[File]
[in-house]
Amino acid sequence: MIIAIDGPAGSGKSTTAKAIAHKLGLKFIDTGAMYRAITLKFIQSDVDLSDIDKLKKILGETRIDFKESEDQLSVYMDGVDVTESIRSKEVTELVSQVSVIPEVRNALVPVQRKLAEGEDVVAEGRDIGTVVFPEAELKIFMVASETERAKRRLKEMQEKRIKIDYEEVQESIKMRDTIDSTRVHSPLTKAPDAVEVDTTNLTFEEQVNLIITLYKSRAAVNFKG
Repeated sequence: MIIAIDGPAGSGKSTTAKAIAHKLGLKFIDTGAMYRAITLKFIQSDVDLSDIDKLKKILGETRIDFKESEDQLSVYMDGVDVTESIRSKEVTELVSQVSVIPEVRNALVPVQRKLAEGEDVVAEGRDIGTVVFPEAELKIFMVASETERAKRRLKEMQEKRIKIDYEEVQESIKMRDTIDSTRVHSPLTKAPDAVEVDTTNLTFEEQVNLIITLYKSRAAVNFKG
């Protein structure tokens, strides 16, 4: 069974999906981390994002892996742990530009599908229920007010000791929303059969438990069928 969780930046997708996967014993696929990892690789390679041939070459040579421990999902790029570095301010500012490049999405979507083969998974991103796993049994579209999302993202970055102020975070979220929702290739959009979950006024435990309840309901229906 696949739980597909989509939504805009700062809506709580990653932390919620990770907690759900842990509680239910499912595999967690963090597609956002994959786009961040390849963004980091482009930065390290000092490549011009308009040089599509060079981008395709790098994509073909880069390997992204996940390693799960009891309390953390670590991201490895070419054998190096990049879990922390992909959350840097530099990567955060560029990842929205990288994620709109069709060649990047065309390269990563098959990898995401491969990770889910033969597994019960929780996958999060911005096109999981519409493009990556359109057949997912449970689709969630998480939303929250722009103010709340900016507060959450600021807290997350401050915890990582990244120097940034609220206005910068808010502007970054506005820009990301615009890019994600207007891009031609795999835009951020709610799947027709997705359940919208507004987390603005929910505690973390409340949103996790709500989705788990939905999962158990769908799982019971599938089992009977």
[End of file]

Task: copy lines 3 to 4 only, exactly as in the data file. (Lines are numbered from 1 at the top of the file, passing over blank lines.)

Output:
Repeated sequence: MIIAIDGPAGSGKSTTAKAIAHKLGLKFIDTGAMYRAITLKFIQSDVDLSDIDKLKKILGETRIDFKESEDQLSVYMDGVDVTESIRSKEVTELVSQVSVIPEVRNALVPVQRKLAEGEDVVAEGRDIGTVVFPEAELKIFMVASETERAKRRLKEMQEKRIKIDYEEVQESIKMRDTIDSTRVHSPLTKAPDAVEVDTTNLTFEEQVNLIITLYKSRAAVNFKG
């Protein structure tokens, strides 16, 4: 069974999906981390994002892996742990530009599908229920007010000791929303059969438990069928 969780930046997708996967014993696929990892690789390679041939070459040579421990999902790029570095301010500012490049999405979507083969998974991103796993049994579209999302993202970055102020975070979220929702290739959009979950006024435990309840309901229906 696949739980597909989509939504805009700062809506709580990653932390919620990770907690759900842990509680239910499912595999967690963090597609956002994959786009961040390849963004980091482009930065390290000092490549011009308009040089599509060079981008395709790098994509073909880069390997992204996940390693799960009891309390953390670590991201490895070419054998190096990049879990922390992909959350840097530099990567955060560029990842929205990288994620709109069709060649990047065309390269990563098959990898995401491969990770889910033969597994019960929780996958999060911005096109999981519409493009990556359109057949997912449970689709969630998480939303929250722009103010709340900016507060959450600021807290997350401050915890990582990244120097940034609220206005910068808010502007970054506005820009990301615009890019994600207007891009031609795999835009951020709610799947027709997705359940919208507004987390603005929910505690973390409340949103996790709500989705788990939905999962158990769908799982019971599938089992009977």